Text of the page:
A glance into Germany’s dressing room
By Kai Pfaffenbach
Football, or â€śsoccerâ€ť for our American friends, is the top sport in Europe. With the Euro 2012 tournament in Ukraine and Poland later this year we are expecting another sports highlight just before the Olympics in London. Sixteen teams will fight for the European title and after their good performance at the 2010 World Cup in South Africa, Germany is amongst the favorites for this event. Title holder and World Champion Spain, Holland and France are on the bookmakerâ€™s shortlists as well.
With the big tournament to come I had asked the team press spokesman a while back if I could get some behind the scenes access on Germanyâ€™s road to the final in Kiev. It was a big surprise when I finally got the opportunity granted to shoot the set up in the dressing room for an upcoming game. Almost 40,000 spectators in the newly renovated stadium of Bremen were expecting a great test match between Germany and France. By that time I was inside the catacombs of the stadium where even TV is usually banned from. You will never make it past all the security standing around without very special permission.
Entering the dressing room, or should I say â€śdressing hallâ€ť, was really different to any other sport venue I had seen before. Each and every player has his own personal space; one match dress on a hanger, a second one lying on his seat.
The carefully polished boots were lined up under the seats. German defender Dennis Aogo had â€“ beside his individually painted shin pads â€“ three pairs of boots.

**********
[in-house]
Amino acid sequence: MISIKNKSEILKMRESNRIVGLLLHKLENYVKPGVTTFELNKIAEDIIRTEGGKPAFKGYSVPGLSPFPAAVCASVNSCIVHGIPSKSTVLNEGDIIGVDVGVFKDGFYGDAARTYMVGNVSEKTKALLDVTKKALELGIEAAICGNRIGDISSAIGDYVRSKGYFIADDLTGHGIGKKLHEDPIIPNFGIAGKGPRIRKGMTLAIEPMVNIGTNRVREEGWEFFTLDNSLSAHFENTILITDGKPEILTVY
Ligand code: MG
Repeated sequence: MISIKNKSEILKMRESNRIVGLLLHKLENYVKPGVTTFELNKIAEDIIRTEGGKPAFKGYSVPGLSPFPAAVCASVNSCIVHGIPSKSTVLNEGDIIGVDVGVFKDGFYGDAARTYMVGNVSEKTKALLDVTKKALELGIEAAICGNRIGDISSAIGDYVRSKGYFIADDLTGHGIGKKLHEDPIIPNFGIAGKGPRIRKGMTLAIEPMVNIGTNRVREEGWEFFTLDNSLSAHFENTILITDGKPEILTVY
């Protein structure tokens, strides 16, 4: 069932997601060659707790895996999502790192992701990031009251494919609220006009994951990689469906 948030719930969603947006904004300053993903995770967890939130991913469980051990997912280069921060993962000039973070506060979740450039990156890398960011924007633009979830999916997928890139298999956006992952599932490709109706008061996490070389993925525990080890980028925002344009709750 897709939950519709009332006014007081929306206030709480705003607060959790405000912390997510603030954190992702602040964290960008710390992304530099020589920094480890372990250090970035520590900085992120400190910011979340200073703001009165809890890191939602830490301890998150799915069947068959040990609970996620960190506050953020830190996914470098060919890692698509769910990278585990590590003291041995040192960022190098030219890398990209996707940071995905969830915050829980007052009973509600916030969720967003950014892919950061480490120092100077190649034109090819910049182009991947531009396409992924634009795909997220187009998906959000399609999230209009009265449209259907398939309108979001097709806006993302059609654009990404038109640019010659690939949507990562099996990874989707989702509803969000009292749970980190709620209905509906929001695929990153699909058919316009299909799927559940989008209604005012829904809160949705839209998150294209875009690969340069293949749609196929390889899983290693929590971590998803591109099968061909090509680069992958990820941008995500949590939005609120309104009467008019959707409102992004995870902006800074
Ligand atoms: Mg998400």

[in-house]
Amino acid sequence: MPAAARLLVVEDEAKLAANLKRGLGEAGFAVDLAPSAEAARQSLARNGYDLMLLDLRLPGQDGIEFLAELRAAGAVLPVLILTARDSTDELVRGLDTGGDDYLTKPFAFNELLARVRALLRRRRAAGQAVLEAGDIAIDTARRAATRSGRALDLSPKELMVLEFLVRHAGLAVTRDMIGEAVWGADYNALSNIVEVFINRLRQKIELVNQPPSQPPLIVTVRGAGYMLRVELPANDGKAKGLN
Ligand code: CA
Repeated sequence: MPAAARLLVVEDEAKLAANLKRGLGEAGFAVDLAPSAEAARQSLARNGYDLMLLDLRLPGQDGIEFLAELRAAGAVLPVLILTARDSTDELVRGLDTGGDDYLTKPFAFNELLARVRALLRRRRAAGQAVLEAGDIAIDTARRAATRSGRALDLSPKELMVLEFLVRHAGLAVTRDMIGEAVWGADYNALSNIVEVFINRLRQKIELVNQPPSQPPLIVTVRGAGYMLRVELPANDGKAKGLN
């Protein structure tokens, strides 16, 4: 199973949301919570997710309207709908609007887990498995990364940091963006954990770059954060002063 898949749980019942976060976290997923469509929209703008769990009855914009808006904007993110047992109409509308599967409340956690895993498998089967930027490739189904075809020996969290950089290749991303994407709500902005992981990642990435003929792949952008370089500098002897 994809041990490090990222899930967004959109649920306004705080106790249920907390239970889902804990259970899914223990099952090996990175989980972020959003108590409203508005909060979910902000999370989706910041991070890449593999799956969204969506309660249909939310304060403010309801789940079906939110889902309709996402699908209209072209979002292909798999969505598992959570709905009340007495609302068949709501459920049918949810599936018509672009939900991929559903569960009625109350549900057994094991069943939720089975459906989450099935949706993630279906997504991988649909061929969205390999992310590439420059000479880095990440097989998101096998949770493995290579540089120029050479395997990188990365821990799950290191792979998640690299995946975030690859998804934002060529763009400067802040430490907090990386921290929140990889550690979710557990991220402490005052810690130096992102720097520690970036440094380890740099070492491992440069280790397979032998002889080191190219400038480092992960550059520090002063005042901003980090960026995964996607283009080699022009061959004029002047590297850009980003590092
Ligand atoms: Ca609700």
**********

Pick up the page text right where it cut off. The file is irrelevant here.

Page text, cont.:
Top midfielder Mesut Oezil from Real Madrid only had one purple colored pair of boots ready for the game.
The captainâ€™s armband â€“ this night for Miroslav Klose â€“ was prominently hanging on the locker next to a pennant which the captainâ€™s of both teams traditionally exchange before the game.
The whole set up looked extremely well organized and clinically clean. Two members of Germanyâ€™s soccer association (DFB) need about one hour to carry half a dozen big metal boxes with all the equipment into the dressing room and to set up each playerâ€™s space individually. Boots, shorts, warm-up outfits or the special gloves for the goalkeepers â€“ nothing is missing in this logistical operation.
As some players have the names of their wife, girlfriend or children stitched on their boots, others need a second or third pair of socks to feel comfortable running over a wet and slippery pitch.
Should some of the players get hungry during warm up they can easily make use of a buffet offering bananas, dried fruit, sparkling or still mineral water.
It is really a set-up for Champions and the young players donâ€™t need to worry about anything. When they arrive aboard the team bus about 75 minutes ahead of the match they just have to bring their personal toiletry bag (preferred are posh brands from France and Italy) to get in style after the game.
This time the perfect preparations didnâ€™t help my German team. Even missing some of the key players due to injuries it was no excuse for a poor performance as France took a 2-1 victory in Bremen and left a sadly disappointed German coach Jogi Loew on his bench.
Of course I left a lot less disappointed after catching this rare glance behind the scenes and wish â€śmyâ€ť team (sorry for that patriotic statement) all the best for the upcoming tournament. Maybe there will be a second chance for me to sneak in before the Euro final in Kiev on July 1…